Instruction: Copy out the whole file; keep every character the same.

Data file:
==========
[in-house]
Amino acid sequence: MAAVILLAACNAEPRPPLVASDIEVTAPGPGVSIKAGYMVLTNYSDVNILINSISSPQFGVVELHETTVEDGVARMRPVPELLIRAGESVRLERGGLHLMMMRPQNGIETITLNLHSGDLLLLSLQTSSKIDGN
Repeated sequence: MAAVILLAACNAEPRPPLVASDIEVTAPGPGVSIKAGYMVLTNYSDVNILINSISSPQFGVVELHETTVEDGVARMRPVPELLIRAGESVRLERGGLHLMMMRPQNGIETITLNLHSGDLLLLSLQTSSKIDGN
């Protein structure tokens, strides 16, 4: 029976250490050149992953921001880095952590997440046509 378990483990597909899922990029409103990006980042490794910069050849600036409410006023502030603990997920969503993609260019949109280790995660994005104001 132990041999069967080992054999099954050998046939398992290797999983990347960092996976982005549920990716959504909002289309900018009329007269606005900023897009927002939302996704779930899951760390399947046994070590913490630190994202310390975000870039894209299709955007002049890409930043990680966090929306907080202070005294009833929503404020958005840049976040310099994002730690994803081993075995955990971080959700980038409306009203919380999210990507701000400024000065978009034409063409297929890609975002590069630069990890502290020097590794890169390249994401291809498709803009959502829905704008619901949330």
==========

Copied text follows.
[in-house]
Amino acid sequence: MAAVILLAACNAEPRPPLVASDIEVTAPGPGVSIKAGYMVLTNYSDVNILINSISSPQFGVVELHETTVEDGVARMRPVPELLIRAGESVRLERGGLHLMMMRPQNGIETITLNLHSGDLLLLSLQTSSKIDGN
Repeated sequence: MAAVILLAACNAEPRPPLVASDIEVTAPGPGVSIKAGYMVLTNYSDVNILINSISSPQFGVVELHETTVEDGVARMRPVPELLIRAGESVRLERGGLHLMMMRPQNGIETITLNLHSGDLLLLSLQTSSKIDGN
């Protein structure tokens, strides 16, 4: 029976250490050149992953921001880095952590997440046509 378990483990597909899922990029409103990006980042490794910069050849600036409410006023502030603990997920969503993609260019949109280790995660994005104001 132990041999069967080992054999099954050998046939398992290797999983990347960092996976982005549920990716959504909002289309900018009329007269606005900023897009927002939302996704779930899951760390399947046994070590913490630190994202310390975000870039894209299709955007002049890409930043990680966090929306907080202070005294009833929503404020958005840049976040310099994002730690994803081993075995955990971080959700980038409306009203919380999210990507701000400024000065978009034409063409297929890609975002590069630069990890502290020097590794890169390249994401291809498709803009959502829905704008619901949330």